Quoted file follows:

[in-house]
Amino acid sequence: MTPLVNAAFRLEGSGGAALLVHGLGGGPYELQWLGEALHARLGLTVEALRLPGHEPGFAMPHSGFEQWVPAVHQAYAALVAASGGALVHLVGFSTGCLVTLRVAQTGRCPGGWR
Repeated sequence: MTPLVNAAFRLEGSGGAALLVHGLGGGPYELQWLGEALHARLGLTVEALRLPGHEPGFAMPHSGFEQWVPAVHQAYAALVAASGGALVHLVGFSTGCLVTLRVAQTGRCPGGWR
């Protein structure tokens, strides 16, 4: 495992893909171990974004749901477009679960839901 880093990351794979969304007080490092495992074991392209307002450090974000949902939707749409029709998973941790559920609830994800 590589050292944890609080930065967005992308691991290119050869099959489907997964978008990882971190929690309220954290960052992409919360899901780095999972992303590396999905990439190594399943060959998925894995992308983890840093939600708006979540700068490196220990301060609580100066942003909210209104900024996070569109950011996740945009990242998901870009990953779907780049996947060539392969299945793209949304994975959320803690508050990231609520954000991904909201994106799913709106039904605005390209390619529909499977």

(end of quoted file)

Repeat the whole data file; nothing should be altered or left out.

[in-house]
Amino acid sequence: MTPLVNAAFRLEGSGGAALLVHGLGGGPYELQWLGEALHARLGLTVEALRLPGHEPGFAMPHSGFEQWVPAVHQAYAALVAASGGALVHLVGFSTGCLVTLRVAQTGRCPGGWR
Repeated sequence: MTPLVNAAFRLEGSGGAALLVHGLGGGPYELQWLGEALHARLGLTVEALRLPGHEPGFAMPHSGFEQWVPAVHQAYAALVAASGGALVHLVGFSTGCLVTLRVAQTGRCPGGWR
């Protein structure tokens, strides 16, 4: 495992893909171990974004749901477009679960839901 880093990351794979969304007080490092495992074991392209307002450090974000949902939707749409029709998973941790559920609830994800 590589050292944890609080930065967005992308691991290119050869099959489907997964978008990882971190929690309220954290960052992409919360899901780095999972992303590396999905990439190594399943060959998925894995992308983890840093939600708006979540700068490196220990301060609580100066942003909210209104900024996070569109950011996740945009990242998901870009990953779907780049996947060539392969299945793209949304994975959320803690508050990231609520954000991904909201994106799913709106039904605005390209390619529909499977």